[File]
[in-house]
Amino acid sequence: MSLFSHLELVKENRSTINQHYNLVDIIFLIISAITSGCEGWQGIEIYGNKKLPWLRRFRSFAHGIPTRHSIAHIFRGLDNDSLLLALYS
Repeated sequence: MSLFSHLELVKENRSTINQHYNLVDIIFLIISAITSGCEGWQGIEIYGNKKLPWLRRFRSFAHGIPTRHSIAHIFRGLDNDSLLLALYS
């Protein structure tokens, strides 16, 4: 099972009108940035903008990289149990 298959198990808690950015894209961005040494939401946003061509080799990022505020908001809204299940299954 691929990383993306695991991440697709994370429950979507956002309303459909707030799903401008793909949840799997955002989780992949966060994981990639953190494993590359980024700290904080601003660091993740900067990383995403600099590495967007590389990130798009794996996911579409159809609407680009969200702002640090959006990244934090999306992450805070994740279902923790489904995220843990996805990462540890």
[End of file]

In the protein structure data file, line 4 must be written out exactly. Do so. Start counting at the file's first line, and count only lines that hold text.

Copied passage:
């Protein structure tokens, strides 16, 4: 099972009108940035903008990289149990 298959198990808690950015894209961005040494939401946003061509080799990022505020908001809204299940299954 691929990383993306695991991440697709994370429950979507956002309303459909707030799903401008793909949840799997955002989780992949966060994981990639953190494993590359980024700290904080601003660091993740900067990383995403600099590495967007590389990130798009794996996911579409159809609407680009969200702002640090959006990244934090999306992450805070994740279902923790489904995220843990996805990462540890």